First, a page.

Glycolysis is a term that describes a series of reactions that take place within various organisms whereby glucose is broken down and forms two pyruvate molecules, two NADH molecules and two adenosine triphosphate, or ATP. ATP is the principle molecule used for energy by most living organisms. A single ATP molecule contains 7.3 kilocalories of energy whereas a single glucose molecule has the potential to produce energy equivalent to 720 kilocalories. The theoretical efficiency of glycolysis as a means of energy production within the cell can be easily calculated using these values.
Determine the amount of energy produced by glycolysis in kilocalories. This is accomplished by multiplying the number of moles of ATP formed by the amount of energy, in kilocalories per mole, of each ATP molecule. There are 2 moles of ATP produced in glycolysis with each mole containing 7.3 kilocalories per mole, which results in a total of 14.6 kilocalories of energy produced: 7.3 kcal/mol ATP * 2 mol ATP = 14.6 kcal.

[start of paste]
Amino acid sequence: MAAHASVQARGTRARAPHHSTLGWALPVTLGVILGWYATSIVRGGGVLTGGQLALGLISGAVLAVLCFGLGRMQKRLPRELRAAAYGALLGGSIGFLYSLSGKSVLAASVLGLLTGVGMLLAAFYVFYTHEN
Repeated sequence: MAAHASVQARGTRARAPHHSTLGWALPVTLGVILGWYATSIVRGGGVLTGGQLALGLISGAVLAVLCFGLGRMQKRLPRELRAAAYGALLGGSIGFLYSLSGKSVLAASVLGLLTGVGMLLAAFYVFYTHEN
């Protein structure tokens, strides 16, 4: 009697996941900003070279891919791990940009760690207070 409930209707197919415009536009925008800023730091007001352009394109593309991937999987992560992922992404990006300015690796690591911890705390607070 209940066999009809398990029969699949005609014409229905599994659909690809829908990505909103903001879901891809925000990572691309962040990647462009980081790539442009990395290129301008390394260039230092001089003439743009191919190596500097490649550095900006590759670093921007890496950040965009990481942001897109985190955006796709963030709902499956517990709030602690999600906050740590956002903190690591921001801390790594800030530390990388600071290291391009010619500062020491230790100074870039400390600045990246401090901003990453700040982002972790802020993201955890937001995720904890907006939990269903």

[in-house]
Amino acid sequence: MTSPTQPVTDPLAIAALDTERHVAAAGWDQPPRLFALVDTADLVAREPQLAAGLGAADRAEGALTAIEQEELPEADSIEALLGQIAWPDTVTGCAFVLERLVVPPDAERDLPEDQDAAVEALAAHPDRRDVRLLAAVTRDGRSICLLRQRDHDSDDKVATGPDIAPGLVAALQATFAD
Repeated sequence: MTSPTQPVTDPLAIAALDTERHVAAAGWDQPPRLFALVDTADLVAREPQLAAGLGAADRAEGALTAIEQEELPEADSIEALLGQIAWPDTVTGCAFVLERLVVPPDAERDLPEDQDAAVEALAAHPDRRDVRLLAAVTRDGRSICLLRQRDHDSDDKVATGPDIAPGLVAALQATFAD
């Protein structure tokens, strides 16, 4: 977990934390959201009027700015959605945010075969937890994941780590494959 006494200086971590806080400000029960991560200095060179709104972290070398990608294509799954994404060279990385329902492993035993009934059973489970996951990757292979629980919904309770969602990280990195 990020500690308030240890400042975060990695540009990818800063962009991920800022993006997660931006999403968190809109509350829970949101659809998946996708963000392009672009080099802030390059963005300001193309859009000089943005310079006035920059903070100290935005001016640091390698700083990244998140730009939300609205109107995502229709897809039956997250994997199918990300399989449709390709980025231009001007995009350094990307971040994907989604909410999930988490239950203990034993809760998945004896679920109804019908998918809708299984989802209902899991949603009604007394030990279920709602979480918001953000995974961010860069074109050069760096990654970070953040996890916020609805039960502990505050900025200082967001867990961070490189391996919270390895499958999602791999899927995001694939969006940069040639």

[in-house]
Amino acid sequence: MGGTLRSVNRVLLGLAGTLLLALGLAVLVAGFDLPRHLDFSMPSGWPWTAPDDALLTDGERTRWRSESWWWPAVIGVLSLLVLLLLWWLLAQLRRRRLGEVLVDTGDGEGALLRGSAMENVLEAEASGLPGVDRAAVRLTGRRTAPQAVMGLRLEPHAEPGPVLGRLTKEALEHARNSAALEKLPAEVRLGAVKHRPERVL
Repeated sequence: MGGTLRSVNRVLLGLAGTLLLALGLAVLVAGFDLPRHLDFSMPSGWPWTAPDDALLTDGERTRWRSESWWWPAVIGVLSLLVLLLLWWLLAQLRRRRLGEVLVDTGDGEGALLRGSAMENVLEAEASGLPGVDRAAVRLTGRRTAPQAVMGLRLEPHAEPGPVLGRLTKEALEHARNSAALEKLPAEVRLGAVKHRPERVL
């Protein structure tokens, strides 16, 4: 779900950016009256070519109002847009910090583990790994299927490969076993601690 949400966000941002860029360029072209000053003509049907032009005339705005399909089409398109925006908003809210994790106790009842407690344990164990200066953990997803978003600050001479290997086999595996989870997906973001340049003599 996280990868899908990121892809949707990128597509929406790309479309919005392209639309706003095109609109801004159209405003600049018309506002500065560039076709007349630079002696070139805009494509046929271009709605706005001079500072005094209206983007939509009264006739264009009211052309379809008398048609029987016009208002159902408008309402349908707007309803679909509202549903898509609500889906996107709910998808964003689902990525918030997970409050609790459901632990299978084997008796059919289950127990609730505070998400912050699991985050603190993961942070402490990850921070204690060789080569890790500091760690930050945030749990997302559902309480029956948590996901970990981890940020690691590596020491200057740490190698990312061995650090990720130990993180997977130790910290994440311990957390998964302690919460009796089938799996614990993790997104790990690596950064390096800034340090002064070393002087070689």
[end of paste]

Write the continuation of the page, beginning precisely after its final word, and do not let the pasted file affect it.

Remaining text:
Set up a ratio of the amount of energy produced in glycolysis over the total amount of energy in a single glucose molecule: 14.6 kcal / 720 kcal.
Divide the previously determined ratio and convert the result to a percentage to identify the efficiency of glycolysis. There are 14.6 kcal of energy produced in glycolysis from a single glucose molecule containing 720 kcal, thus identifying the efficiency of glycolysis as 2%: 14.6 kcal / 720 kcal = 0.02 or 2%.